Serial thief went on shoplifting spree just days after being released from prison
Jordan Martin pocketed a range of items including alcohol, chocolate and make-up during a spree which started just days after he was released from prison.
The 25-year-old stole more than £680 worth of items from three supermarkets over a four-week frenzy.
Now the light-fingered thief is back behind bars after bringing misery to businesses in South Shields and Boldon.
On December 4, Martin, of Edinburgh Road, Jarrow, pleaded guilty to six counts of theft after appearing before magistrates in South Tyneside.
He was subsequently jailed for 40 weeks.
PC Helen Hulme, of Northumbria Police, said: “Jordan Martin has been a drain on police resources for some time and has shown a total disregard for the law.
“He’s had a number of opportunities to clean up his act, but just days after recently being released from prison for similar offences, he ignored all advice and continued his cynical spree.
“Martin clearly cannot be trusted to live in a lawful society. His selfish actions have been frequent and widespread, and now he must deal with the consequences of his actions.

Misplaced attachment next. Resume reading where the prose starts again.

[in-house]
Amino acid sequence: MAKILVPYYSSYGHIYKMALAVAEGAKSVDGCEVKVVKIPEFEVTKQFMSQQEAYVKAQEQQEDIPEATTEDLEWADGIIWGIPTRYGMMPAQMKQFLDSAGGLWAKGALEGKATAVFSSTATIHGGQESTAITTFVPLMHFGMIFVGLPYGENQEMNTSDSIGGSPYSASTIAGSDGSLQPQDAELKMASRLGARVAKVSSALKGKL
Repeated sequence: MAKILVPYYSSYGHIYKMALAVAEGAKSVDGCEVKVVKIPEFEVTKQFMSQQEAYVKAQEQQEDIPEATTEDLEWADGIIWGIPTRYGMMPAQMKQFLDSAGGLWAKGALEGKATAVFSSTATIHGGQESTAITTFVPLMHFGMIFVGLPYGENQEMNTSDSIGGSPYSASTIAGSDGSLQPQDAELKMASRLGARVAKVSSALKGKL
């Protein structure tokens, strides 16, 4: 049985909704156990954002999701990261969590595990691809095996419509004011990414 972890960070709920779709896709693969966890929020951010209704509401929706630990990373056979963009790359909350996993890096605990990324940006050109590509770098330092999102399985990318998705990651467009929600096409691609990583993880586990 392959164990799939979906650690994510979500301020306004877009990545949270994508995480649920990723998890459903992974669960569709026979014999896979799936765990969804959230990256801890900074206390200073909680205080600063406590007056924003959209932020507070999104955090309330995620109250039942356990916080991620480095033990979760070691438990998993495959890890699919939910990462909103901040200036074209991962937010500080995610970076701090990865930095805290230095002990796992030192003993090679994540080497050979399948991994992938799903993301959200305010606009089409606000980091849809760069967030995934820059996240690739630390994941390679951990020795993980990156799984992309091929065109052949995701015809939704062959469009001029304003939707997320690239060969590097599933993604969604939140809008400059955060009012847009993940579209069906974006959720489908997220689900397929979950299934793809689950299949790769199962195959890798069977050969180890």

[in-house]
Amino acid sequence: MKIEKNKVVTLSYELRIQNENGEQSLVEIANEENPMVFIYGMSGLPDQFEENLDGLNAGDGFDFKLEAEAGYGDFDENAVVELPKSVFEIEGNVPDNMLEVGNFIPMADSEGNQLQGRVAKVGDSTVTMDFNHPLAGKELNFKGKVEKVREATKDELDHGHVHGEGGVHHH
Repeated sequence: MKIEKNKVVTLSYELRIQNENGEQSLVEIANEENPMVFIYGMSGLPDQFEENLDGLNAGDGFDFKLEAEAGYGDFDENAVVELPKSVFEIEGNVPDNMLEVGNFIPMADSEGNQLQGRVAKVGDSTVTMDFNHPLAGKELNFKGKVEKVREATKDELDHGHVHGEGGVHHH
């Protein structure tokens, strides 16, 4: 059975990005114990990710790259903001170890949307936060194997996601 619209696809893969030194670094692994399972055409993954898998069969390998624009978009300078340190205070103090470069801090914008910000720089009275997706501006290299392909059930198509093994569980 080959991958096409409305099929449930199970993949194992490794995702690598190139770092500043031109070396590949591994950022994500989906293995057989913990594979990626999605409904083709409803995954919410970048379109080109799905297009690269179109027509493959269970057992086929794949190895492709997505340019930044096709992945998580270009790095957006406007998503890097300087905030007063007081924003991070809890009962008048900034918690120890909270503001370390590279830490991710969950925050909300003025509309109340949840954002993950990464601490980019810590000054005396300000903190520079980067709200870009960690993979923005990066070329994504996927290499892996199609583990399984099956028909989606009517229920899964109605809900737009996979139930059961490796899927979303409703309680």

“Shoplifting is increasingly being dealt with by security at the shops themselves, but this shows that we will still take robust action against those who persistently re-offend and show a total disregard to those who live and work in the city.
“People like Martin undermine the fabric of our communities, so it is important that the public and businesses recognise that we do not tolerate this type of behaviour and will take action against those who continuously bring misery to others.”
Magistrates were told Martin repeatedly targeted Sainsbury’s and Wilko in South Shields and Asda in Boldon between November 4 and November 30 this year.
He would continuously enter the stores and pocket items without paying for them, and acted aggressively to staff members when confronted.
Martin was initially jailed back in May after admitting 20 counts of theft, one count of attempted theft and a common assault charge.